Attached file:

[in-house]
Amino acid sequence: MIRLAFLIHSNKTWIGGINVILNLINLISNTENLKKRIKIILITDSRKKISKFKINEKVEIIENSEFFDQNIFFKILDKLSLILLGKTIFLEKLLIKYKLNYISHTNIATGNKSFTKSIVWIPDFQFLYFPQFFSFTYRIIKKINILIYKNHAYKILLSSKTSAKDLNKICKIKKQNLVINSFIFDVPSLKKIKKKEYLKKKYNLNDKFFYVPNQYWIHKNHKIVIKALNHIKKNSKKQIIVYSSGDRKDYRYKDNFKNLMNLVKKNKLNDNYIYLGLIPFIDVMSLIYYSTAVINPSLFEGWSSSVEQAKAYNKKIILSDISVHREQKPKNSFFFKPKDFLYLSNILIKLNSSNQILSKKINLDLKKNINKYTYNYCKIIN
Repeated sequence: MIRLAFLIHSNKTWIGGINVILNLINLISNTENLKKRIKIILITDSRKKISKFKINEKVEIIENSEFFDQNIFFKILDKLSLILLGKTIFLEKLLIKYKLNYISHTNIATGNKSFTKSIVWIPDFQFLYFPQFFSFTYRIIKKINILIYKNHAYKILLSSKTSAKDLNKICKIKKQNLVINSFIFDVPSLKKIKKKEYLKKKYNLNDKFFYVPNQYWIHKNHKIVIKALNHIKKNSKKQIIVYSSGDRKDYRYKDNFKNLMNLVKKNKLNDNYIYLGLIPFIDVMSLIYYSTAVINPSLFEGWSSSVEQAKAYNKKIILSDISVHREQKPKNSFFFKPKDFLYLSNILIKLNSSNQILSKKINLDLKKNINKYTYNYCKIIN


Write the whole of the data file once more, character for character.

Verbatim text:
[in-house]
Amino acid sequence: MIRLAFLIHSNKTWIGGINVILNLINLISNTENLKKRIKIILITDSRKKISKFKINEKVEIIENSEFFDQNIFFKILDKLSLILLGKTIFLEKLLIKYKLNYISHTNIATGNKSFTKSIVWIPDFQFLYFPQFFSFTYRIIKKINILIYKNHAYKILLSSKTSAKDLNKICKIKKQNLVINSFIFDVPSLKKIKKKEYLKKKYNLNDKFFYVPNQYWIHKNHKIVIKALNHIKKNSKKQIIVYSSGDRKDYRYKDNFKNLMNLVKKNKLNDNYIYLGLIPFIDVMSLIYYSTAVINPSLFEGWSSSVEQAKAYNKKIILSDISVHREQKPKNSFFFKPKDFLYLSNILIKLNSSNQILSKKINLDLKKNINKYTYNYCKIIN
Repeated sequence: MIRLAFLIHSNKTWIGGINVILNLINLISNTENLKKRIKIILITDSRKKISKFKINEKVEIIENSEFFDQNIFFKILDKLSLILLGKTIFLEKLLIKYKLNYISHTNIATGNKSFTKSIVWIPDFQFLYFPQFFSFTYRIIKKINILIYKNHAYKILLSSKTSAKDLNKICKIKKQNLVINSFIFDVPSLKKIKKKEYLKKKYNLNDKFFYVPNQYWIHKNHKIVIKALNHIKKNSKKQIIVYSSGDRKDYRYKDNFKNLMNLVKKNKLNDNYIYLGLIPFIDVMSLIYYSTAVINPSLFEGWSSSVEQAKAYNKKIILSDISVHREQKPKNSFFFKPKDFLYLSNILIKLNSSNQILSKKINLDLKKNINKYTYNYCKIIN